For two years now, the D.C. Library Renaissance Project, founded in 2002 by Ralph Nader, has been trying to get the D.C. Public Library (DCPL) to host adult-literacy classes in branch-library meeting rooms, only to be foiled on the basis of “Rule 7.” The rule, which comes from a list of DCPL meeting-room regulations, states that “No regular classroom meetings are permitted.”

That’s news to Nancy Saum, who holds weekly classes in qigong, a Chinese exercise involving breathing patterns and body postures. Saum says she’s held regular classes without any trouble from the DCPL for nearly two years in one of West End Branch Library’s meeting rooms. Branch Manager Barbara Kubinski says the class is “a library-sponsored event” and therefore permissible. Nor have the Needlechasers of Chevy Chase encountered the restriction: Their group meets monthly in a Chevy Chase Library meeting room to discuss the finer points of quilting. (Karen Butler, manager of that branch, says that regular meetings are allowed but cannot be booked for more than three or four months at a time.) And the Martin Luther King Jr. Memorial Library holds weekly sign-language classes in its open area.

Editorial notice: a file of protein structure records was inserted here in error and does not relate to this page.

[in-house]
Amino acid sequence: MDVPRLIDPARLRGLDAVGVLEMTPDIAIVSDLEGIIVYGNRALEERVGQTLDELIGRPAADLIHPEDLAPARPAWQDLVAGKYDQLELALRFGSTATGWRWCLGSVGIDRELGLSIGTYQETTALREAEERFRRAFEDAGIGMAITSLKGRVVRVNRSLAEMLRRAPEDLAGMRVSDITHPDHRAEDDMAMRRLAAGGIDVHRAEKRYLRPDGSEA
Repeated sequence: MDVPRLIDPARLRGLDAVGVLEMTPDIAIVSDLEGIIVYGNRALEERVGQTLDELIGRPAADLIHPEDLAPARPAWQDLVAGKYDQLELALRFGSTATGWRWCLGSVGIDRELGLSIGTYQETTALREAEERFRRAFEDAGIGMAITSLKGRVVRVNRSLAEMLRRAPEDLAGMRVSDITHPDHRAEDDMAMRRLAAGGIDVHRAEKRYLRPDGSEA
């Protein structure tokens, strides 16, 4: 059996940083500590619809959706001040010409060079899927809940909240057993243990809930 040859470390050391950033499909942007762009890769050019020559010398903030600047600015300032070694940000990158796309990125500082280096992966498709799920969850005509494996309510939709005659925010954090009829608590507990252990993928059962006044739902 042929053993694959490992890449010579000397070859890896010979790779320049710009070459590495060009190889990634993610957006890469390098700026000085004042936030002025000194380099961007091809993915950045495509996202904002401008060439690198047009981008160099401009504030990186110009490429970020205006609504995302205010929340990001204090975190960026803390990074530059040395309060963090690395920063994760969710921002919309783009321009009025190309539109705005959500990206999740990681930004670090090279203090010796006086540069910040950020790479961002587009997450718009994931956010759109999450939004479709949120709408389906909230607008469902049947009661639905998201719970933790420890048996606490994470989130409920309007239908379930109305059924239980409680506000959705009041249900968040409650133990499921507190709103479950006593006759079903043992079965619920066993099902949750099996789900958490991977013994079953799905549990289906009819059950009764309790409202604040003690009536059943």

“That rule is abrogated at will by various librarians around the city,” says Robin Diener, director of the Renaissance Project. At a recent D.C. Council hearing on adult literacy, her predecessor, Leonard Minsky, called out several librarians by name and accused them of stonewalling his efforts. Diener speculates that Rule 7 might not be the real issue at stake: “There may be something about the style of Mr. Nader and Mr. Minsky that has a certain brashness to it,” she says. “They don’t like Leonard.”

Former DCPL Interim Director Francis Buckley, who met with Minsky regarding the rule, says that certainly has something to do with it. He admits that Rule 7 isn’t always applied in a hard-and-fast manner—“There is always some discretionary aspect of its application,” he says—and adds that he and librarians “did say that we’d consider relaxing that rule for groups we were cooperating with.” The Renaissance Project, says Buckley, is not such a group. “They had presented this proposal to essentially take over the literacy program of the library.…They had no experience in literacy activities,” he says. “They’re not a reliable organization to work with.”

—-Isaiah Thompson